Rat models of fetal alcohol exposure (FAE) emulate many symptoms observed in children of alcohol consuming mothers including cognitive impairments of the offspring. We hypothesize that FAE induces epigenetic alterations of neurodevelopmental genes contributing to these impairments in adult offspring. We selected to study imprinted genes that are known to be involved in spatial learning and memory, and whose deficit or overexpression causes cognitive impairment. These genes include, the Delta-like (Dlk), type 3 deiodinase (Dio3), G-protein -subunit, Gs (Gnas) and its variants, necdin (Ndn), ubiquitin protein ligase E3A (Ube3a) and RAS protein-specific guanine nucleotide-releasing factor 1 (Rasgrf1). We will investigate:
Specific Aim 1. The epigenetic effects of ethanol exposure in utero on imprinted and total expression of selected genes. We will initially corroborate that these genes are imprinted in the rat and then we will determine the short and long-term effects of FAE on the expression patterns of these imprinted genes.
Specific Aim 2. The mechanism of altered expression/imprinting by FAE through characterization of DNA and histone modifications and transcription factor binding at known regulatory loci. We will examine the imprinting mechanisms of candidate genes, which show expression alterations by FAE.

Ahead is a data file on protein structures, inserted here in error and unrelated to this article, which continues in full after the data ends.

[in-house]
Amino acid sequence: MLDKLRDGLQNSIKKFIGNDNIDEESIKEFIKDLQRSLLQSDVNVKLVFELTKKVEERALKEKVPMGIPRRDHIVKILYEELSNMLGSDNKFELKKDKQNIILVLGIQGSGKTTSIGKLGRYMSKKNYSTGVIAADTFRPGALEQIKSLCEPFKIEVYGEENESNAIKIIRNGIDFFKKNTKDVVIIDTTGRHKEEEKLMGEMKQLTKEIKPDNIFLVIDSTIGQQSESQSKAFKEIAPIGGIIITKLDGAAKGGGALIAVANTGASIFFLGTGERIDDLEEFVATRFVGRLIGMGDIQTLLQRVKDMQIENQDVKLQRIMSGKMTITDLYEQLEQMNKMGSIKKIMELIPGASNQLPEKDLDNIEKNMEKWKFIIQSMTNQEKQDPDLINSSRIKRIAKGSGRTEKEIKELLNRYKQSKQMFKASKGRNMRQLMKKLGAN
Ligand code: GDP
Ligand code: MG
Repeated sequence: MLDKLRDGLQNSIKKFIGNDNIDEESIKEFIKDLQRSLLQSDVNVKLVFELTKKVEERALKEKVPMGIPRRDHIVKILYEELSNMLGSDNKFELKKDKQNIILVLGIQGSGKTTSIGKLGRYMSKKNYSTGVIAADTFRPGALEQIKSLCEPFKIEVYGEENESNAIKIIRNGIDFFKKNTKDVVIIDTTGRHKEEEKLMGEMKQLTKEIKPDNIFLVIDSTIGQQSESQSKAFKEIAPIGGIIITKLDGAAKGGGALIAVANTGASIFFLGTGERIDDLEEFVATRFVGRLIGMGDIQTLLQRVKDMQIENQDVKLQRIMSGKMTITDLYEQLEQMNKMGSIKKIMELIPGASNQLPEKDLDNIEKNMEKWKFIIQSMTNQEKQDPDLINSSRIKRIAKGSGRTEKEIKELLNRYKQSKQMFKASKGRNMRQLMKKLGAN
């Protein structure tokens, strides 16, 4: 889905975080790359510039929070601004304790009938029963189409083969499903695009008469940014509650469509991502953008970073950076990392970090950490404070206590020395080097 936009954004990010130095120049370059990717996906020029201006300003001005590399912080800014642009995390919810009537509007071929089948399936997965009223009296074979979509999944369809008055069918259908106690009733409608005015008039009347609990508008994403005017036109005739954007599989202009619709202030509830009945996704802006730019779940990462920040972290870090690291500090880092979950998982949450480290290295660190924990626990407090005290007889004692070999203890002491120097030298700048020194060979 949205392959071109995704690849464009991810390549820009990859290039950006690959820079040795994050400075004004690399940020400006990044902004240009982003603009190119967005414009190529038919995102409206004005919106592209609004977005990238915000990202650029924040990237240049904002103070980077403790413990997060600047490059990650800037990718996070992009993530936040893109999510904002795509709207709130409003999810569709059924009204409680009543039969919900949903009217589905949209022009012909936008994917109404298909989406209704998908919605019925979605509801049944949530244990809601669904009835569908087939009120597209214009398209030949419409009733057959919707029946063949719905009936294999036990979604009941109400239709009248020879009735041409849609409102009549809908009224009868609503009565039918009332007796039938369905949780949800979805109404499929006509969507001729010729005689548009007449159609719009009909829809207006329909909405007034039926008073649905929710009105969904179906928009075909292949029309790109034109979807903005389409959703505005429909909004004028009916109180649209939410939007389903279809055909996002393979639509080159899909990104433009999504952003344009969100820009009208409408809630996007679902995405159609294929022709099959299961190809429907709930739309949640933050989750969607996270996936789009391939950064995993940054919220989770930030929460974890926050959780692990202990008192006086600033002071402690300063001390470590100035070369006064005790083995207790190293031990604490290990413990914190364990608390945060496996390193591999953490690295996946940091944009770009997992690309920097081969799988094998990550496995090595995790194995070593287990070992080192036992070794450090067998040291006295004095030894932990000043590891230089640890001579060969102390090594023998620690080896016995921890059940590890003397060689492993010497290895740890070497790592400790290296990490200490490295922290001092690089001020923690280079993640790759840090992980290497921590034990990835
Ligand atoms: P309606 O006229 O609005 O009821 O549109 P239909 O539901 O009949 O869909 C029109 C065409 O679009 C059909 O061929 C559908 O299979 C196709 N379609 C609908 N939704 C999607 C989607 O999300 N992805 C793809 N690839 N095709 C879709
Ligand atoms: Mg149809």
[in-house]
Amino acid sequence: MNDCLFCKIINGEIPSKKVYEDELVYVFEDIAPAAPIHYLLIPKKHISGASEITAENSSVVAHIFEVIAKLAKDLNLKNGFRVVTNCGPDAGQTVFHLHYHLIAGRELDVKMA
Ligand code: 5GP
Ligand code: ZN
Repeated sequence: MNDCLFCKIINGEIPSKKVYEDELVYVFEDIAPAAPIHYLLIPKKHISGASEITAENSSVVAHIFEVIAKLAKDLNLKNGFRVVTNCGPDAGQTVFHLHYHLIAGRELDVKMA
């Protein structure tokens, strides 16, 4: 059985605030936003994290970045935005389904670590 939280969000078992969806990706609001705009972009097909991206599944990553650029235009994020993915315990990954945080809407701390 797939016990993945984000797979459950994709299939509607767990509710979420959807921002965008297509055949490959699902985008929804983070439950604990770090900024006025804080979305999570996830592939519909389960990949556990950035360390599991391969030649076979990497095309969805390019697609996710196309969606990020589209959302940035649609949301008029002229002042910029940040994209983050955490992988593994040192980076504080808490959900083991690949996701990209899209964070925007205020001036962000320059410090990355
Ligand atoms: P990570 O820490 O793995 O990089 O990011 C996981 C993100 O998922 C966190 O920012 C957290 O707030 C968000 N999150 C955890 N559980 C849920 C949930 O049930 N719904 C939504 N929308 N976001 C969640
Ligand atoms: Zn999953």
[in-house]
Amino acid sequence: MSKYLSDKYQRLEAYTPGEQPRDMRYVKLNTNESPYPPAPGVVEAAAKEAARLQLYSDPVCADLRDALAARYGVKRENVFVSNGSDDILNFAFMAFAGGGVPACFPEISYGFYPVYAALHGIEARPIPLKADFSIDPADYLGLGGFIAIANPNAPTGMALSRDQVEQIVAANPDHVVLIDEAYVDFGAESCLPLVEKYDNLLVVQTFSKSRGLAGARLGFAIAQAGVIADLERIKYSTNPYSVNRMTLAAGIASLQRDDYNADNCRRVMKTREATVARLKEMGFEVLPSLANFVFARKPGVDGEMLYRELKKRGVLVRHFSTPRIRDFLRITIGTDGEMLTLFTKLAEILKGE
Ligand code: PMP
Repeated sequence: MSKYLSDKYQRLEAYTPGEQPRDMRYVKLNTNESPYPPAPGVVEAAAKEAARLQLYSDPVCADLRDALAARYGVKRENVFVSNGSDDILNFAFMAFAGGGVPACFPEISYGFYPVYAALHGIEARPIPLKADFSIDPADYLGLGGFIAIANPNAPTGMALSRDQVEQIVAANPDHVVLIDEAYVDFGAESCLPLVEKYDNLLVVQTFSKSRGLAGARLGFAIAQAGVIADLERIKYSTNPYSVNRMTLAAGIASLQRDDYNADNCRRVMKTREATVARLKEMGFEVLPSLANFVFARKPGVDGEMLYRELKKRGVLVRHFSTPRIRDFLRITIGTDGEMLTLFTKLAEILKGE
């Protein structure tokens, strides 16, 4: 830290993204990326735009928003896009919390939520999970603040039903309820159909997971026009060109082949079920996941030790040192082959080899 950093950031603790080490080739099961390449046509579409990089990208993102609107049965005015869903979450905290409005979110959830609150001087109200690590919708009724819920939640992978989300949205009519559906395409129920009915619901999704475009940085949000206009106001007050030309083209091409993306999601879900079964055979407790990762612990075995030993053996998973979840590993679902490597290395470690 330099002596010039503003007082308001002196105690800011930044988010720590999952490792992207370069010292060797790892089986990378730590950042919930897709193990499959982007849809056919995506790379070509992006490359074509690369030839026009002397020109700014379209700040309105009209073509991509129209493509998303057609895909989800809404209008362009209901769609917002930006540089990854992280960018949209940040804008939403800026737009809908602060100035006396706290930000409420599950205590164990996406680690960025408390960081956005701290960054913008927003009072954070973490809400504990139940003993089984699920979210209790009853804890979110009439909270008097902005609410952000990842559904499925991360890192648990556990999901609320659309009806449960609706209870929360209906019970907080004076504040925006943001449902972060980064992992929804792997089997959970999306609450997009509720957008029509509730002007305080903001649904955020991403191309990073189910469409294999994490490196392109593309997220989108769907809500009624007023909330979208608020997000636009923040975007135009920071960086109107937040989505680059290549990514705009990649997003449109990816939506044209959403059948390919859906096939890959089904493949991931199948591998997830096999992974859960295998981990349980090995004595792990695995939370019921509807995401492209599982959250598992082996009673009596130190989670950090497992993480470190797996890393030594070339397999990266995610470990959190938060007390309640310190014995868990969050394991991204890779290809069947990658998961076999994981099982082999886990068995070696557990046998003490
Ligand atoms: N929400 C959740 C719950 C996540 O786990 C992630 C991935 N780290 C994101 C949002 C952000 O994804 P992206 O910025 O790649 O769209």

Specific Aim 3. Different strategies to reverse FAE-induced epigenetic dysregulation. We will administer dietary supplement regimes, known to affect epigenetic mechanisms, to animals during lactation, or post- weaning, and subsequently screen for improvement in spatial learning and memory as well as gene expression patterns and DNA/chromatin modifications.
Specific Aim 4. The trans-generational effects of FAE on the cognitive phenotype and the epigenetic alterations of candidate genes. A two-generational cross will be carried out where only the first generation dam receives alcohol. Reciprocal crossing will tests both maternal and paternal transmission.
These aims will bring us closer to understanding the mechanisms by which prenatal ethanol induce behavioral deficits in the offspring. Transgenerational inheritance of FAE effects is a significant question with relevance from treatment alternatives to the sociological consequences of multigenerational dysfunction. Identifying the mechanisms and potential reversibility of transgenerational effects and devising novel interventions in the animal model of FAE is a major goal that could potentially be beneficial for human FAE.
Rat models of fetal alcohol exposure (FAE) emulate many symptoms observed in children of alcohol consuming mothers including cognitive deficits of the offspring. In this application, we hypothesize that epigenetic alterations in response to prenatal alcohol exposure contribute to the cognitive deficits of FAE, and that these alterations are transgenerationally inherited. This latter possibility has multiple implications from the significance of treatment alternatives to the sociological consequences of multigenerational dysfunction. Identifying the mechanisms and potential reversibility of transgenerational effects is an important goal.
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